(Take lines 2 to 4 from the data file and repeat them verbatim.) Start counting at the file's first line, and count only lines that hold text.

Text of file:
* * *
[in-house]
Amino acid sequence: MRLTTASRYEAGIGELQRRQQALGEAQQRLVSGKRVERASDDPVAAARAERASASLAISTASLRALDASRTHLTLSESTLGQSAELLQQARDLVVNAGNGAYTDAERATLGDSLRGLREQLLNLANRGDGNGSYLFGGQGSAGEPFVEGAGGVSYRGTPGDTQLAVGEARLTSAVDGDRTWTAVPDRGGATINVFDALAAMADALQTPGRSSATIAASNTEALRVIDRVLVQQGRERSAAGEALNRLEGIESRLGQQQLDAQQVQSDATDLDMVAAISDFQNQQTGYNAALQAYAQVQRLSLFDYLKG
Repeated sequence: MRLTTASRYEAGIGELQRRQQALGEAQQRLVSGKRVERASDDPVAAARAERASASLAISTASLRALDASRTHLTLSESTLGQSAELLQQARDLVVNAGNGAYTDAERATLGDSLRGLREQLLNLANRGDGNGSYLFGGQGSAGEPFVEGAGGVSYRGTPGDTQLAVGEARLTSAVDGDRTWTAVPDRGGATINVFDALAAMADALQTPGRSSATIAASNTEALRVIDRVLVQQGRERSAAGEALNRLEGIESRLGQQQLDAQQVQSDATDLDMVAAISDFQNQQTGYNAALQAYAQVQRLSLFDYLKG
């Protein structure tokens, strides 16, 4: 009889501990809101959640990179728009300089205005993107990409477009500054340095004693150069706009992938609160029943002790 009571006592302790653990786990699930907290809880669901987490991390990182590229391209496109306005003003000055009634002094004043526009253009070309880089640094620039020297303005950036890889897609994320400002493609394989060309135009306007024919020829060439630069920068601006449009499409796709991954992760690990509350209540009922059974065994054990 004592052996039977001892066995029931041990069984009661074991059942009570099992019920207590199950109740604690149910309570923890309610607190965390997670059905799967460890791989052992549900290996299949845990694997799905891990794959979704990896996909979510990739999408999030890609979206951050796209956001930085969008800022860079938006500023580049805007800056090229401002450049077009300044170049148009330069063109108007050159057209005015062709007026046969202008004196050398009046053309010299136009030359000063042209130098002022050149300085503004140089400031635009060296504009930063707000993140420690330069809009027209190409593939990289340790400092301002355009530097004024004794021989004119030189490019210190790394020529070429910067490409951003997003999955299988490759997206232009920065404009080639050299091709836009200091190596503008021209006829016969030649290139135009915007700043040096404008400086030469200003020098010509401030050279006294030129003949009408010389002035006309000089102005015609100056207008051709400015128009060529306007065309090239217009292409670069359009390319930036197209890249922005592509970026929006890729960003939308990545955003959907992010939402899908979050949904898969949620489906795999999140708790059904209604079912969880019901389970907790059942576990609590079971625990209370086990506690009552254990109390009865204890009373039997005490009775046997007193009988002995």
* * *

Amino acid sequence: MRLTTASRYEAGIGELQRRQQALGEAQQRLVSGKRVERASDDPVAAARAERASASLAISTASLRALDASRTHLTLSESTLGQSAELLQQARDLVVNAGNGAYTDAERATLGDSLRGLREQLLNLANRGDGNGSYLFGGQGSAGEPFVEGAGGVSYRGTPGDTQLAVGEARLTSAVDGDRTWTAVPDRGGATINVFDALAAMADALQTPGRSSATIAASNTEALRVIDRVLVQQGRERSAAGEALNRLEGIESRLGQQQLDAQQVQSDATDLDMVAAISDFQNQQTGYNAALQAYAQVQRLSLFDYLKG
Repeated sequence: MRLTTASRYEAGIGELQRRQQALGEAQQRLVSGKRVERASDDPVAAARAERASASLAISTASLRALDASRTHLTLSESTLGQSAELLQQARDLVVNAGNGAYTDAERATLGDSLRGLREQLLNLANRGDGNGSYLFGGQGSAGEPFVEGAGGVSYRGTPGDTQLAVGEARLTSAVDGDRTWTAVPDRGGATINVFDALAAMADALQTPGRSSATIAASNTEALRVIDRVLVQQGRERSAAGEALNRLEGIESRLGQQQLDAQQVQSDATDLDMVAAISDFQNQQTGYNAALQAYAQVQRLSLFDYLKG
């Protein structure tokens, strides 16, 4: 009889501990809101959640990179728009300089205005993107990409477009500054340095004693150069706009992938609160029943002790 009571006592302790653990786990699930907290809880669901987490991390990182590229391209496109306005003003000055009634002094004043526009253009070309880089640094620039020297303005950036890889897609994320400002493609394989060309135009306007024919020829060439630069920068601006449009499409796709991954992760690990509350209540009922059974065994054990 004592052996039977001892066995029931041990069984009661074991059942009570099992019920207590199950109740604690149910309570923890309610607190965390997670059905799967460890791989052992549900290996299949845990694997799905891990794959979704990896996909979510990739999408999030890609979206951050796209956001930085969008800022860079938006500023580049805007800056090229401002450049077009300044170049148009330069063109108007050159057209005015062709007026046969202008004196050398009046053309010299136009030359000063042209130098002022050149300085503004140089400031635009060296504009930063707000993140420690330069809009027209190409593939990289340790400092301002355009530097004024004794021989004119030189490019210190790394020529070429910067490409951003997003999955299988490759997206232009920065404009080639050299091709836009200091190596503008021209006829016969030649290139135009915007700043040096404008400086030469200003020098010509401030050279006294030129003949009408010389002035006309000089102005015609100056207008051709400015128009060529306007065309090239217009292409670069359009390319930036197209890249922005592509970026929006890729960003939308990545955003959907992010939402899908979050949904898969949620489906795999999140708790059904209604079912969880019901389970907790059942576990609590079971625990209370086990506690009552254990109390009865204890009373039997005490009775046997007193009988002995």